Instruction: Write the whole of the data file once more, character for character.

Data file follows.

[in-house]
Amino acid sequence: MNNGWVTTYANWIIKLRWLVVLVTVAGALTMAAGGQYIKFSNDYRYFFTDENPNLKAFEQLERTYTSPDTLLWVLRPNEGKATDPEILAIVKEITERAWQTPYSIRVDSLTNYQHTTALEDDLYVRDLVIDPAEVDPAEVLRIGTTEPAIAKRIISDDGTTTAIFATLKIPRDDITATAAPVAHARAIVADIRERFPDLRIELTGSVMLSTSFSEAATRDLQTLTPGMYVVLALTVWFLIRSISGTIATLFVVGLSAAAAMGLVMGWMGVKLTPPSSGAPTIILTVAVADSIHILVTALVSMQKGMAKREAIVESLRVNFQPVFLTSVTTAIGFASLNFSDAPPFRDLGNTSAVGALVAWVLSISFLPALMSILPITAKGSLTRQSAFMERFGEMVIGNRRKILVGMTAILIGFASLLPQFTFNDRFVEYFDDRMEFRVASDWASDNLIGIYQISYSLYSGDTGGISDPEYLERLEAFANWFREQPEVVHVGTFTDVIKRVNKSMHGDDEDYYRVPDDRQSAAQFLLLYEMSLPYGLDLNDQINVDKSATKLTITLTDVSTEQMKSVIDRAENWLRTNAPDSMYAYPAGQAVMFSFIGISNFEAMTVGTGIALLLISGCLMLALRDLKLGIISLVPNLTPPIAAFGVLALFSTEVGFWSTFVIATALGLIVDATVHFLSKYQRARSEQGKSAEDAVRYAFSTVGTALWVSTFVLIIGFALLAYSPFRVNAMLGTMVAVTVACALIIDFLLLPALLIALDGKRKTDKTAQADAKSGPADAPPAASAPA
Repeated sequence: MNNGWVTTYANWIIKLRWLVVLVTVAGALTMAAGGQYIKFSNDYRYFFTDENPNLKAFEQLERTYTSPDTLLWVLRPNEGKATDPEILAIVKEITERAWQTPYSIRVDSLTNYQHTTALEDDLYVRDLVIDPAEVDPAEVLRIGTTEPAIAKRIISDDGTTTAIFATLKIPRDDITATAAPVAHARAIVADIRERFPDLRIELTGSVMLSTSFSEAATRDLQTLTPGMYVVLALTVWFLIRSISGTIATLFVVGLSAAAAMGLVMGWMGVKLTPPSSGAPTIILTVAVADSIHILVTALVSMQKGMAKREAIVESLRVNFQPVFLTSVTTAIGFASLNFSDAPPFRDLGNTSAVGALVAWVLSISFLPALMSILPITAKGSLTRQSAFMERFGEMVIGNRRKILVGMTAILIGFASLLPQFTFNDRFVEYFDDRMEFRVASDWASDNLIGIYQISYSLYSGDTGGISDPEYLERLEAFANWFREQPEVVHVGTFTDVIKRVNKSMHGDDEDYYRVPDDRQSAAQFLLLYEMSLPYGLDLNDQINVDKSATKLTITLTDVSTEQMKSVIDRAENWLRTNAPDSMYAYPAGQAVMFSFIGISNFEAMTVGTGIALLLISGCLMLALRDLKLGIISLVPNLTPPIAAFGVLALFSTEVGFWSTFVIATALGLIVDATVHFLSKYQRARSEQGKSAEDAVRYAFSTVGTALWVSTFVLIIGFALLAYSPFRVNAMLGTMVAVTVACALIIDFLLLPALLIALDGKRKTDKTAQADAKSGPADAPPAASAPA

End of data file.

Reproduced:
[in-house]
Amino acid sequence: MNNGWVTTYANWIIKLRWLVVLVTVAGALTMAAGGQYIKFSNDYRYFFTDENPNLKAFEQLERTYTSPDTLLWVLRPNEGKATDPEILAIVKEITERAWQTPYSIRVDSLTNYQHTTALEDDLYVRDLVIDPAEVDPAEVLRIGTTEPAIAKRIISDDGTTTAIFATLKIPRDDITATAAPVAHARAIVADIRERFPDLRIELTGSVMLSTSFSEAATRDLQTLTPGMYVVLALTVWFLIRSISGTIATLFVVGLSAAAAMGLVMGWMGVKLTPPSSGAPTIILTVAVADSIHILVTALVSMQKGMAKREAIVESLRVNFQPVFLTSVTTAIGFASLNFSDAPPFRDLGNTSAVGALVAWVLSISFLPALMSILPITAKGSLTRQSAFMERFGEMVIGNRRKILVGMTAILIGFASLLPQFTFNDRFVEYFDDRMEFRVASDWASDNLIGIYQISYSLYSGDTGGISDPEYLERLEAFANWFREQPEVVHVGTFTDVIKRVNKSMHGDDEDYYRVPDDRQSAAQFLLLYEMSLPYGLDLNDQINVDKSATKLTITLTDVSTEQMKSVIDRAENWLRTNAPDSMYAYPAGQAVMFSFIGISNFEAMTVGTGIALLLISGCLMLALRDLKLGIISLVPNLTPPIAAFGVLALFSTEVGFWSTFVIATALGLIVDATVHFLSKYQRARSEQGKSAEDAVRYAFSTVGTALWVSTFVLIIGFALLAYSPFRVNAMLGTMVAVTVACALIIDFLLLPALLIALDGKRKTDKTAQADAKSGPADAPPAASAPA
Repeated sequence: MNNGWVTTYANWIIKLRWLVVLVTVAGALTMAAGGQYIKFSNDYRYFFTDENPNLKAFEQLERTYTSPDTLLWVLRPNEGKATDPEILAIVKEITERAWQTPYSIRVDSLTNYQHTTALEDDLYVRDLVIDPAEVDPAEVLRIGTTEPAIAKRIISDDGTTTAIFATLKIPRDDITATAAPVAHARAIVADIRERFPDLRIELTGSVMLSTSFSEAATRDLQTLTPGMYVVLALTVWFLIRSISGTIATLFVVGLSAAAAMGLVMGWMGVKLTPPSSGAPTIILTVAVADSIHILVTALVSMQKGMAKREAIVESLRVNFQPVFLTSVTTAIGFASLNFSDAPPFRDLGNTSAVGALVAWVLSISFLPALMSILPITAKGSLTRQSAFMERFGEMVIGNRRKILVGMTAILIGFASLLPQFTFNDRFVEYFDDRMEFRVASDWASDNLIGIYQISYSLYSGDTGGISDPEYLERLEAFANWFREQPEVVHVGTFTDVIKRVNKSMHGDDEDYYRVPDDRQSAAQFLLLYEMSLPYGLDLNDQINVDKSATKLTITLTDVSTEQMKSVIDRAENWLRTNAPDSMYAYPAGQAVMFSFIGISNFEAMTVGTGIALLLISGCLMLALRDLKLGIISLVPNLTPPIAAFGVLALFSTEVGFWSTFVIATALGLIVDATVHFLSKYQRARSEQGKSAEDAVRYAFSTVGTALWVSTFVLIIGFALLAYSPFRVNAMLGTMVAVTVACALIIDFLLLPALLIALDGKRKTDKTAQADAKSGPADAPPAASAPA